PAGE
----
Online Degrees

RSS to JavaScript

Thursday, November 25, 2010

5 Ways to Engage Your Students in Distance Learning

Distance learning is a great opportunity for many students who lead busy lives. It can allow for the busy mom, or the full-time corporate executive to obtain a degree on a schedule that is flexible for them. Many online education advocates claim that distance learning can take twice the effort as the traditional classroom setting. There are many factors in distance learning that require continuous engagement from the student. These are factors such as writing discussion forum posts, participating in lab assignments online, and viewing video lectures from professors. In the traditional classroom participation is not "required", however, in the online classroom it is a major requirement.

Many professors in distance learning programs constantly challenge themselves to keep students engaged in the discussion forum part of class. If students are presented with 5 questions during a course week, there will absolutely come a time when students have totally exhausted every aspect of each question.

How can professors keep students engaged in the distance learning process using discussion boards?

Here are a few ideas:

1. Create a discussion question bank. Discussion questions can become depleted when you have 20 students posting on average 3 times per day 7 days per week. It is helpful to develop a discussion question bank that can be used to generate ideas for student discussion topics. This can be done in as a Microsoft Word or Excel document, or even written in a notebook! The idea is to generate as many questions as possible that is relatable to the text and lecture notes. It is important to challenge students to think critically which means asking questions that require analysis.

2. Resource sharing. Many times students will answer questions based on the text and without venturing out to find other resources on the topic. This tip suggests that instructors can challenge students to access resources online, or in texts that will support their thoughts on particular topic. Students can provide and exchange sources which promotes "information sharing".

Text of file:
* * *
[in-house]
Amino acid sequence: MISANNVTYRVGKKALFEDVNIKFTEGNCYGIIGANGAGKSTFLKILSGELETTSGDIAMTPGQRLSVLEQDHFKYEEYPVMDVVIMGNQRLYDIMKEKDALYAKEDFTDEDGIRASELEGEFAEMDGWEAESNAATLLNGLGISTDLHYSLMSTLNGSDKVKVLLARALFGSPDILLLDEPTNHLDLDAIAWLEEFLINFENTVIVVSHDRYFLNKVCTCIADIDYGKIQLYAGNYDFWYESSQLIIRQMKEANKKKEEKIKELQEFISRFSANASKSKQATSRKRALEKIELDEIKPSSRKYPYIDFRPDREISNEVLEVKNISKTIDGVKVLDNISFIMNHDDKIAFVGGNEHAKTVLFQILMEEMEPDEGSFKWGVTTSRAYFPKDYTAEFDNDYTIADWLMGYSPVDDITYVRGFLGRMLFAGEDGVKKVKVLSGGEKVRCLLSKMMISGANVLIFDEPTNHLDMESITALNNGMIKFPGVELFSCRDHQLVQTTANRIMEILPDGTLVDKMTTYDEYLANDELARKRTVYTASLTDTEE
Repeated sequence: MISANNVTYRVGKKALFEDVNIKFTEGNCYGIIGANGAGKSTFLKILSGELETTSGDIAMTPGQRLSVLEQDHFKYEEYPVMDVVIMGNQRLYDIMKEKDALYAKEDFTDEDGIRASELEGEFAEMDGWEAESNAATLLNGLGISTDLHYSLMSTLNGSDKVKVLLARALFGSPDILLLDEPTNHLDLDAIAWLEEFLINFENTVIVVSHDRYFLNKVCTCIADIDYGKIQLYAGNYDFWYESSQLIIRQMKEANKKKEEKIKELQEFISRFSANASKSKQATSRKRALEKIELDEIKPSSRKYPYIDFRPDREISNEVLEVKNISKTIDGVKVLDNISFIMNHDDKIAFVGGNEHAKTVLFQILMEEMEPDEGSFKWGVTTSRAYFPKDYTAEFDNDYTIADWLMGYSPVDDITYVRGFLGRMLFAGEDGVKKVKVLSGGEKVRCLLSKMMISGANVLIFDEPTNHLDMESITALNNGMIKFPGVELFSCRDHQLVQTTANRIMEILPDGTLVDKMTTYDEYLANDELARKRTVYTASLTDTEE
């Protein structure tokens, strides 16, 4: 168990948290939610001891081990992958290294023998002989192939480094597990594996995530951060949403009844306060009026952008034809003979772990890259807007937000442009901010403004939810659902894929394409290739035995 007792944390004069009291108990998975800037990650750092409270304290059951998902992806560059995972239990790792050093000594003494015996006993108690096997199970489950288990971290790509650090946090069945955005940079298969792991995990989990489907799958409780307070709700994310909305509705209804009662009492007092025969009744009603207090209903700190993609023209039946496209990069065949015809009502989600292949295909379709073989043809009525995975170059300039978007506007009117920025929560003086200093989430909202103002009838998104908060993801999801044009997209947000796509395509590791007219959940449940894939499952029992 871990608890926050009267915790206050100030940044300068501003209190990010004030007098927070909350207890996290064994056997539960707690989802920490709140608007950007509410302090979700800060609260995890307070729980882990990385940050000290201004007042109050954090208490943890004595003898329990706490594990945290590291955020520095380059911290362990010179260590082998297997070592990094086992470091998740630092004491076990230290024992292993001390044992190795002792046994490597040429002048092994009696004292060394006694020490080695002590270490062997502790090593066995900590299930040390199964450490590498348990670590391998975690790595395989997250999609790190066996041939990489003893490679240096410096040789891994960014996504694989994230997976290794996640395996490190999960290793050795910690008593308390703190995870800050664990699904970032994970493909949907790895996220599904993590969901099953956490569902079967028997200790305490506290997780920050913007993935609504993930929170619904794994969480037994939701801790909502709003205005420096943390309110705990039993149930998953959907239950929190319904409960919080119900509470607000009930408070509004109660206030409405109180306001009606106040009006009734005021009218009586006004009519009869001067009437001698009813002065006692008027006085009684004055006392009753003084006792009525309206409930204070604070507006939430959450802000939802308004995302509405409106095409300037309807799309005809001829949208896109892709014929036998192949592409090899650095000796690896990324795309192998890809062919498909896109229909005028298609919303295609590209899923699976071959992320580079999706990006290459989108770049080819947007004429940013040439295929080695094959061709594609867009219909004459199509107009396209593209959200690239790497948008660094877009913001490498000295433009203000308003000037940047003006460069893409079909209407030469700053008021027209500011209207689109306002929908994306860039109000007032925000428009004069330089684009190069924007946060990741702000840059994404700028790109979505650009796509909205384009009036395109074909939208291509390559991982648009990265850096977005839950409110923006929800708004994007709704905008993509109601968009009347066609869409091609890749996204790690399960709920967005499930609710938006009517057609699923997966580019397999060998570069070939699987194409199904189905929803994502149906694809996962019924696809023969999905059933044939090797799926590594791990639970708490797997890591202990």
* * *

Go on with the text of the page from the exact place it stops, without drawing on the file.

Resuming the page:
3. Discuss "real world" examples. Instructors can begin by posting a case study of a real world example. The instructor can challenge students to think of scenarios that they have encountered that mirrors the objectives of the week. Each student will have a diverse background, and the class can benefit from the work experience of each student. If the student has not had a scenario in the "real world" to relate to, challenge them to find someone who has! This is a great way to help students to relate to the different examples of the text.

4. Interact with the class. Professors should always engage in discussion with students! This helps the students to build respect and appreciate the expertise of the instructor. In an effort to build this kind of relationship, the instructor should be willing to share background information, examples encountered in their career, as well as expand on examples that may apply to the text.

5. Take Suggestions. Many times, students have a plethora of ideas, questions, and expectations for a course. You can help the students to stay engaged and exceed their class expectations by taking suggestions for topics that are related to the weekly objectives. Many times students may have "side" conversations on the discussion board that are directly related to the course objectives. Make a topic of those conversations! Begin to expand on what the students are considering and analyzing. This will keep the students engaged and allow them to appreciate your attention to detail.

Nicole Hickland Harris is a professor teaching several courses in the area of information technology. Nicole also runs her blog full time

No comments: